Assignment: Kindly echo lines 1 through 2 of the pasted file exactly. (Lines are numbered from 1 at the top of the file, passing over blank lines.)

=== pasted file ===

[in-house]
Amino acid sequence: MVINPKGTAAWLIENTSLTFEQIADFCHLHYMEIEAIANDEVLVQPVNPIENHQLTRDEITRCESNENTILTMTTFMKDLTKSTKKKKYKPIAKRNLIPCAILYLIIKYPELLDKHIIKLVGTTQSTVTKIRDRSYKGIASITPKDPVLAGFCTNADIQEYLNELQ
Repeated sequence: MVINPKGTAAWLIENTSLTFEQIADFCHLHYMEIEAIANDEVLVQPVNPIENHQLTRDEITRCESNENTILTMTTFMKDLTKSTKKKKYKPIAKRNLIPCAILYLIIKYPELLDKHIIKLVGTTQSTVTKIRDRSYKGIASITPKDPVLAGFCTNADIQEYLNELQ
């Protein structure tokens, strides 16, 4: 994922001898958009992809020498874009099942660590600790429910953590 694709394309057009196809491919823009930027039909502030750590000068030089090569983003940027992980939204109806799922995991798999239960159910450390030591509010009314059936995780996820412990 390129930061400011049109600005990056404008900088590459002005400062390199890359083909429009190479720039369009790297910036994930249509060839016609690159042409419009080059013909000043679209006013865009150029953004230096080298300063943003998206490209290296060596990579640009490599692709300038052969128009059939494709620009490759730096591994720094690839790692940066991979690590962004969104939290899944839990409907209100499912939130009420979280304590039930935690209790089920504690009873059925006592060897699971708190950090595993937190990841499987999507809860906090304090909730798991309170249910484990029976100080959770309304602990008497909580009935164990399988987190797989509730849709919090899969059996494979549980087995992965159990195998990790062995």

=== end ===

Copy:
[in-house]
Amino acid sequence: MVINPKGTAAWLIENTSLTFEQIADFCHLHYMEIEAIANDEVLVQPVNPIENHQLTRDEITRCESNENTILTMTTFMKDLTKSTKKKKYKPIAKRNLIPCAILYLIIKYPELLDKHIIKLVGTTQSTVTKIRDRSYKGIASITPKDPVLAGFCTNADIQEYLNELQ